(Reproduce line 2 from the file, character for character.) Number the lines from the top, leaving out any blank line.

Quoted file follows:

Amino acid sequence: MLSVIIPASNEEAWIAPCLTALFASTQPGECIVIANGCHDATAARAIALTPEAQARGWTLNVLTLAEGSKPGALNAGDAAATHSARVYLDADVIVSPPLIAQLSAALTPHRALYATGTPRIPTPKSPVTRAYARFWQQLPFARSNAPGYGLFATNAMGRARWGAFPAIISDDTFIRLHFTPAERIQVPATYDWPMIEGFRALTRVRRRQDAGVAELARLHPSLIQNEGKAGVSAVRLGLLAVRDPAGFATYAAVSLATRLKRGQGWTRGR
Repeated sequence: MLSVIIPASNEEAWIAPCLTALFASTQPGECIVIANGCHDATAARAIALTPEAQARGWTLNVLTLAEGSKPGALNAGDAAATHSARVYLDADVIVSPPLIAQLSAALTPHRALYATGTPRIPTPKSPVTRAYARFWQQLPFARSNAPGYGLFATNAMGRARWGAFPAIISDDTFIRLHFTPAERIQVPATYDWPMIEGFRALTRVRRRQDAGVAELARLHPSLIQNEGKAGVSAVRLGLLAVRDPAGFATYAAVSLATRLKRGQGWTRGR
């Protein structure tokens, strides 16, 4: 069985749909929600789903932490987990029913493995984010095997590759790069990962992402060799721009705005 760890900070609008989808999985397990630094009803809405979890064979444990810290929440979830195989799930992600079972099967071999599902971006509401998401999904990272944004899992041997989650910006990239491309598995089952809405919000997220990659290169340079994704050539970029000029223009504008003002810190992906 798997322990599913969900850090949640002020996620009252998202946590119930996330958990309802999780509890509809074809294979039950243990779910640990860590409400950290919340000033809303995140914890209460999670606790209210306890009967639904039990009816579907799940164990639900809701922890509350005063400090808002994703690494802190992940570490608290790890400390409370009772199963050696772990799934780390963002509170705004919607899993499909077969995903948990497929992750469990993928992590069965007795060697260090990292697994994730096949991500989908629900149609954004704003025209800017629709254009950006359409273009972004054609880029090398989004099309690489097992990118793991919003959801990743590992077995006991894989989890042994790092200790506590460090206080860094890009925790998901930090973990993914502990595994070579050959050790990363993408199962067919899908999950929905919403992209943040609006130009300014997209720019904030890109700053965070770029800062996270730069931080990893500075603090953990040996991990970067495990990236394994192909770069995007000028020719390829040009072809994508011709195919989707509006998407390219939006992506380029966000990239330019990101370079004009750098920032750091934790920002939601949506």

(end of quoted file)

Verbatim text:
Repeated sequence: MLSVIIPASNEEAWIAPCLTALFASTQPGECIVIANGCHDATAARAIALTPEAQARGWTLNVLTLAEGSKPGALNAGDAAATHSARVYLDADVIVSPPLIAQLSAALTPHRALYATGTPRIPTPKSPVTRAYARFWQQLPFARSNAPGYGLFATNAMGRARWGAFPAIISDDTFIRLHFTPAERIQVPATYDWPMIEGFRALTRVRRRQDAGVAELARLHPSLIQNEGKAGVSAVRLGLLAVRDPAGFATYAAVSLATRLKRGQGWTRGR